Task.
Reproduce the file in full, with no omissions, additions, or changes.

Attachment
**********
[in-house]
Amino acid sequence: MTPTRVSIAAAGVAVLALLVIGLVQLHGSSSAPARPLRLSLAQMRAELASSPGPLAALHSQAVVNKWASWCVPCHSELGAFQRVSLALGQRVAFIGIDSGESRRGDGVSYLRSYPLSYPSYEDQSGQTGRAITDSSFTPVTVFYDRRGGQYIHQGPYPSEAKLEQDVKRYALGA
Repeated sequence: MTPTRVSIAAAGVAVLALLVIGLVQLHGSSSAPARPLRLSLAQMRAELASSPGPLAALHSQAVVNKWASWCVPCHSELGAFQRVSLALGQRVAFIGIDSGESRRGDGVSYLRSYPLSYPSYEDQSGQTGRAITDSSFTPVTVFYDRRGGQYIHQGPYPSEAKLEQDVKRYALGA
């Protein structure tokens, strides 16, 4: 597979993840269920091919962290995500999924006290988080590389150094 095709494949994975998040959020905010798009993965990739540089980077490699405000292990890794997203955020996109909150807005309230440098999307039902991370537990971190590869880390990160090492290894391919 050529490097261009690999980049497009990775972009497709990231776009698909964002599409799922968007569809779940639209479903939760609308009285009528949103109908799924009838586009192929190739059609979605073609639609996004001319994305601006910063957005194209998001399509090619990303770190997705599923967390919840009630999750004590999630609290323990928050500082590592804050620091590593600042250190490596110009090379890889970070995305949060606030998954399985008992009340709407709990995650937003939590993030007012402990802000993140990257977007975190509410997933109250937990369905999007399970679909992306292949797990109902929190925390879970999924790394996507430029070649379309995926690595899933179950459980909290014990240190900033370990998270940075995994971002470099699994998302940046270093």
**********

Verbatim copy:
[in-house]
Amino acid sequence: MTPTRVSIAAAGVAVLALLVIGLVQLHGSSSAPARPLRLSLAQMRAELASSPGPLAALHSQAVVNKWASWCVPCHSELGAFQRVSLALGQRVAFIGIDSGESRRGDGVSYLRSYPLSYPSYEDQSGQTGRAITDSSFTPVTVFYDRRGGQYIHQGPYPSEAKLEQDVKRYALGA
Repeated sequence: MTPTRVSIAAAGVAVLALLVIGLVQLHGSSSAPARPLRLSLAQMRAELASSPGPLAALHSQAVVNKWASWCVPCHSELGAFQRVSLALGQRVAFIGIDSGESRRGDGVSYLRSYPLSYPSYEDQSGQTGRAITDSSFTPVTVFYDRRGGQYIHQGPYPSEAKLEQDVKRYALGA
């Protein structure tokens, strides 16, 4: 597979993840269920091919962290995500999924006290988080590389150094 095709494949994975998040959020905010798009993965990739540089980077490699405000292990890794997203955020996109909150807005309230440098999307039902991370537990971190590869880390990160090492290894391919 050529490097261009690999980049497009990775972009497709990231776009698909964002599409799922968007569809779940639209479903939760609308009285009528949103109908799924009838586009192929190739059609979605073609639609996004001319994305601006910063957005194209998001399509090619990303770190997705599923967390919840009630999750004590999630609290323990928050500082590592804050620091590593600042250190490596110009090379890889970070995305949060606030998954399985008992009340709407709990995650937003939590993030007012402990802000993140990257977007975190509410997933109250937990369905999007399970679909992306292949797990109902929190925390879970999924790394996507430029070649379309995926690595899933179950459980909290014990240190900033370990998270940075995994971002470099699994998302940046270093």